Christine Reeh-Peters' book Being and Film: A fictive ontology of film in Tarkovsky’s Solaris was published by Cambridge Scholars Publishing at the beginning of April. The book develops the so-called “solaristic ontology” of film by building a philosophical system based on an inquiry into the nature of film, being and reality. This “solaristic system” appropriates the aesthetic ideas and principles of thought present in the 1972 sci-fi movie Solaris by Andrei Tarkovsky. This movie is the main center of analysis here since it is highly symptomatic of the medium’s philosophical self-reflexivity and its intriguing correlation with reality and being. The “solaristic science” is a fictional science introduced in the movie’s diegesis and dedicated to the investigation of the planet Solaris, an unattainable challenge. In this sense, the solaristic system closes the film’s narrative by telling a philosophical story on the planet Solaris. The book thus details a philosophical form of concept art, and, at the same time, builds on previous results of film philosophy, as well as the speculative turn in contemporary philosophy.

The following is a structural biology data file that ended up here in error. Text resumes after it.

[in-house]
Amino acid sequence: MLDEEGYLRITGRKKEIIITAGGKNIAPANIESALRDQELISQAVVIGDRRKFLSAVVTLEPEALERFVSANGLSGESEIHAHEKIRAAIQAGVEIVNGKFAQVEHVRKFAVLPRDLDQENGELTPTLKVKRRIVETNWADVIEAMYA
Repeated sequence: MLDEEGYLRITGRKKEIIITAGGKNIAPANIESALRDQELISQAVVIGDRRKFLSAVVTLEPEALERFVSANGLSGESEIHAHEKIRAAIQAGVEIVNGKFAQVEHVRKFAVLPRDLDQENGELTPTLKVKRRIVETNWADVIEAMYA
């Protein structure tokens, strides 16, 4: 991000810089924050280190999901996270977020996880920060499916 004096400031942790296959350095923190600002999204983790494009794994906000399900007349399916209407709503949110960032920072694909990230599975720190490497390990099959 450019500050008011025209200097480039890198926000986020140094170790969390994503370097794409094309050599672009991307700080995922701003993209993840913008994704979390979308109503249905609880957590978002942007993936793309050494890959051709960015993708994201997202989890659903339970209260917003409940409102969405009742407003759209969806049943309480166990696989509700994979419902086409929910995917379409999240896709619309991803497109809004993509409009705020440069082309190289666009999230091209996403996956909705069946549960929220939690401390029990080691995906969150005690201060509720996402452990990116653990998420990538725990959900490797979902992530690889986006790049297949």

As part of Christine Reeh-Peters’s research focus on film philosophy, the Zones of Interference symposium will also take place.